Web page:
On Oct. 15, authorities in Costa Rica will ease certain business and international travel restrictions implemented as part of the country's effort to curb the spread of the coronavirus disease (COVID-19). Effective Oct. 15, travelers from Panama, El Salvador, Guatemala, Honduras, Nicaragua, and Belize will be permitted to enter Costa Rica.
Nonresident foreign nationals from Canada, the UK, and EU countries, are allowed to travel to Costa Rica, but must provide a negative COVID-19 polymerase chain reaction (PCR) test taken within 72 hours prior to arrival.
In addition to a negative PCR test, US travelers are required to complete an online health declaration form prior to arrival and have proof of health insurance, adequate quarantine accommodations in Costa Rica, and ability to cover medical expenses. Beginning Oct. 15, travelers from the US states of Connecticut, Florida, Maine, Maryland, New Hampshire, New Jersey, New York, California, Ohio, Vermont, Virginia, the District of Columbia, Pennsylvania, Massachusetts, Colorado, Washington, Oregon, Wyoming, Arizona, New Mexico, Michigan, Texas, Georgia, and Rhode Island are permitted to travel to Costa Rica. Travel from all remaining US states will be permitted starting Nov. 1.
Protective face coverings are required at all times while traveling. Costa Rican citizens and legal residents are allowed to enter the country but must self-quarantine for 14 days upon arrival. Air, ground, and maritime freight transport and humanitarian operations are not affected by these restrictions.
The Costa Rican government continues to use a multi-tiered, color-coded alert system based on local disease activity to track COVID-19 risk and manage restrictions in cantons and districts nationwide. The system consists of four levels: green (low risk), yellow (moderate risk), orange (high risk), and red (extreme risk). As of Oct. 14, all cantons in Costa Rica fall under either the yellow or orange classification. No cantons have received the green or red designations. Specific measures vary based on local disease activity. Given their lower incidence of disease activity, yellow zones have fewer movement and business restrictions than orange zones.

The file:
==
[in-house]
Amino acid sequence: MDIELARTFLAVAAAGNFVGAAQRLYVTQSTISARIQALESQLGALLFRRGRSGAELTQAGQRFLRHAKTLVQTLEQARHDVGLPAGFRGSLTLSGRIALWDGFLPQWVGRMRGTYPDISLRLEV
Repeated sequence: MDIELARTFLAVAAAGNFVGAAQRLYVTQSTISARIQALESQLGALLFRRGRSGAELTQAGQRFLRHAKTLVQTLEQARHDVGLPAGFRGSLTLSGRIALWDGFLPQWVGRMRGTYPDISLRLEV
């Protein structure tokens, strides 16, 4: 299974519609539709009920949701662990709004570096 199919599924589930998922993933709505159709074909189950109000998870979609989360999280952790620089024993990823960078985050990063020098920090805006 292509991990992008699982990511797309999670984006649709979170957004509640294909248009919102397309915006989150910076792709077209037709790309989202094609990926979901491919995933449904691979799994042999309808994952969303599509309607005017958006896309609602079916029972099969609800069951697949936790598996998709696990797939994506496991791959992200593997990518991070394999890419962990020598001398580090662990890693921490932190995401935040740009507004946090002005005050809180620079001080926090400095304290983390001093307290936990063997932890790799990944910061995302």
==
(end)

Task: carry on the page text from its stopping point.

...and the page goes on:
Residents of cantons classified as orange and yellow zones may use private vehicles between the hours of 0500-2200 Monday-Friday and 0500-2000 Saturday-Sunday. Additionally, individuals driving in orange zones are prohibited from driving on certain days of the week, depending on the last digit of the vehicle's license plate number as indicated below:
- Monday: 1 and 2
- Tuesday: 3 and 4
- Wednesday: 5 and 6
- Thursday: 7 and 8
- Friday: 9 and 0
- Saturday: 0, 2, 4, 6, 8
- Sunday: 1, 3, 5, 7, 9
The following cantons are orange zones; however, changes to the classification of cantons are possible with little-to-no notice:
- Province of San Jose: San Jose, Santa Ana, Alajuelita, Curridabat and Vazquez de Coronado
- Province of Alajuela: Parts of Alajuela, and San Carlos
- Province of Heredia: Parts of Heredia, Santo Domingo, San Isidro
- Province of Cartago: Oreamuno
- Province of Puntarenas: Montes de Oro, Garabito, parts of central Puntarenas, Barranca, Chacarita, and El Roble
- Province of Limon: Limón, Matina, Talamanca
- Province of Guanacaste: Canas
The rest of the country is classified into yellow zones.
Nonessential businesses can operate nationwide, though some businesses can only operate under strict capacity limits. Restaurants, gyms, bars, retail stores, and casinos located inside hotels can operate at 50-percent capacity. Places of worship can conduct services with a maximum of 125 people. Businesses that obtain health sanitary permits from the government may operate Monday through Friday 0500-2200 and between the hours of 0500-2000 on Saturdays and Sundays. Lodging businesses can operate without capacity limits.
Nationwide, all persons must wear protective face coverings that cover the nose and mouth while in indoor public areas and while using public transportation. Restaurants may continue delivery and pickup services. All businesses may operate with employees working from home.
Authorities could reimpose, extend, further ease, or otherwise amend any restrictions with little-to-no notice depending on disease activity over the coming weeks.
Emphasize basic health precautions, especially frequent handwashing with soap and water, or an alcohol-based hand sanitizer if soap and water are unavailable. Practice good coughing/sneezing etiquette (i.e., covering coughs and sneezes with a disposable tissue, maintaining distance from others, and washing hands). There is no evidence that the influenza vaccine, antibiotics, or antiviral medications will prevent this disease, highlighting the importance of diligent basic health precautions.